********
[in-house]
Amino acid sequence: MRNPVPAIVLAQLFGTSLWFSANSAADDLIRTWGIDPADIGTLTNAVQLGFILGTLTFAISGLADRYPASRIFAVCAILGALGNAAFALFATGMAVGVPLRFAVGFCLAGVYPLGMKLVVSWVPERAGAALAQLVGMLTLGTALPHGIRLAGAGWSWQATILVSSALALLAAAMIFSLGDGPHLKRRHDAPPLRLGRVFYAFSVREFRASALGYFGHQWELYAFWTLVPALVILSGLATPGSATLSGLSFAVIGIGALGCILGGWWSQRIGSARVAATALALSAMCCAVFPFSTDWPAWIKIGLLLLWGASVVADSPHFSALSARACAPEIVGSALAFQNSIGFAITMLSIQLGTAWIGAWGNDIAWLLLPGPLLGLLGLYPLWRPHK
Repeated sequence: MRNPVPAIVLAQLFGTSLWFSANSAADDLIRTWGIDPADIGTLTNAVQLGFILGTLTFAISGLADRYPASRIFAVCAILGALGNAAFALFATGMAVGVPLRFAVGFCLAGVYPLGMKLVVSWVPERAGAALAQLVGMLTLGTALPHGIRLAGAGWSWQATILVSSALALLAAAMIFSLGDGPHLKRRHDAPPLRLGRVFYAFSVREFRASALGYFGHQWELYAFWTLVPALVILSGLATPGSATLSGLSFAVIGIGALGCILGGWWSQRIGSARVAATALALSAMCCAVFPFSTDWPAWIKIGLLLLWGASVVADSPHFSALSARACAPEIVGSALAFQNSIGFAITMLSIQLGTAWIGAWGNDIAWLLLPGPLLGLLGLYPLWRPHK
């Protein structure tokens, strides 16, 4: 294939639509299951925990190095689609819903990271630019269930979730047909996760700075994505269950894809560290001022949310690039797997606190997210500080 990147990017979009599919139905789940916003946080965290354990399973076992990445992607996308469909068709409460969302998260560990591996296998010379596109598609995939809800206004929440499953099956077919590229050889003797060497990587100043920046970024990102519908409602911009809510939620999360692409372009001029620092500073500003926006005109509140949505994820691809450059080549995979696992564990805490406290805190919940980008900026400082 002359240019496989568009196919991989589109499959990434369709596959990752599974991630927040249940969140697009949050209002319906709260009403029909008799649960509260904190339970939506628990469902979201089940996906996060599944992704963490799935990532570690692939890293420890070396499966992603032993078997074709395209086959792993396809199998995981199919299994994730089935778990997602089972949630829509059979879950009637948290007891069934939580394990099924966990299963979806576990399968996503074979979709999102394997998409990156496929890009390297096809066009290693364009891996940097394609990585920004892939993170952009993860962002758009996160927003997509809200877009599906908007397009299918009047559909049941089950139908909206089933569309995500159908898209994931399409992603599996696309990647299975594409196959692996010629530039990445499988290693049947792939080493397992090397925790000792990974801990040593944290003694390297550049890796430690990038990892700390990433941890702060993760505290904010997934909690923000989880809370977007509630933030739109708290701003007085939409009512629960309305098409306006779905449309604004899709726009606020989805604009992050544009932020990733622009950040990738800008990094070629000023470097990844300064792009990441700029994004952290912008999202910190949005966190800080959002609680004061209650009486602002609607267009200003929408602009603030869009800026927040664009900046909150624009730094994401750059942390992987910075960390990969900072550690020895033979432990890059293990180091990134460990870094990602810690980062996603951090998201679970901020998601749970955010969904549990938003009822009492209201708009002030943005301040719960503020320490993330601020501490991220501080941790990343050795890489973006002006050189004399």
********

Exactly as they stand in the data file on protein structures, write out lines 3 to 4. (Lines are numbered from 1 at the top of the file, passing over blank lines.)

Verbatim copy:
Repeated sequence: MRNPVPAIVLAQLFGTSLWFSANSAADDLIRTWGIDPADIGTLTNAVQLGFILGTLTFAISGLADRYPASRIFAVCAILGALGNAAFALFATGMAVGVPLRFAVGFCLAGVYPLGMKLVVSWVPERAGAALAQLVGMLTLGTALPHGIRLAGAGWSWQATILVSSALALLAAAMIFSLGDGPHLKRRHDAPPLRLGRVFYAFSVREFRASALGYFGHQWELYAFWTLVPALVILSGLATPGSATLSGLSFAVIGIGALGCILGGWWSQRIGSARVAATALALSAMCCAVFPFSTDWPAWIKIGLLLLWGASVVADSPHFSALSARACAPEIVGSALAFQNSIGFAITMLSIQLGTAWIGAWGNDIAWLLLPGPLLGLLGLYPLWRPHK
């Protein structure tokens, strides 16, 4: 294939639509299951925990190095689609819903990271630019269930979730047909996760700075994505269950894809560290001022949310690039797997606190997210500080 990147990017979009599919139905789940916003946080965290354990399973076992990445992607996308469909068709409460969302998260560990591996296998010379596109598609995939809800206004929440499953099956077919590229050889003797060497990587100043920046970024990102519908409602911009809510939620999360692409372009001029620092500073500003926006005109509140949505994820691809450059080549995979696992564990805490406290805190919940980008900026400082 002359240019496989568009196919991989589109499959990434369709596959990752599974991630927040249940969140697009949050209002319906709260009403029909008799649960509260904190339970939506628990469902979201089940996906996060599944992704963490799935990532570690692939890293420890070396499966992603032993078997074709395209086959792993396809199998995981199919299994994730089935778990997602089972949630829509059979879950009637948290007891069934939580394990099924966990299963979806576990399968996503074979979709999102394997998409990156496929890009390297096809066009290693364009891996940097394609990585920004892939993170952009993860962002758009996160927003997509809200877009599906908007397009299918009047559909049941089950139908909206089933569309995500159908898209994931399409992603599996696309990647299975594409196959692996010629530039990445499988290693049947792939080493397992090397925790000792990974801990040593944290003694390297550049890796430690990038990892700390990433941890702060993760505290904010997934909690923000989880809370977007509630933030739109708290701003007085939409009512629960309305098409306006779905449309604004899709726009606020989805604009992050544009932020990733622009950040990738800008990094070629000023470097990844300064792009990441700029994004952290912008999202910190949005966190800080959002609680004061209650009486602002609607267009200003929408602009603030869009800026927040664009900046909150624009730094994401750059942390992987910075960390990969900072550690020895033979432990890059293990180091990134460990870094990602810690980062996603951090998201679970901020998601749970955010969904549990938003009822009492209201708009002030943005301040719960503020320490993330601020501490991220501080941790990343050795890489973006002006050189004399």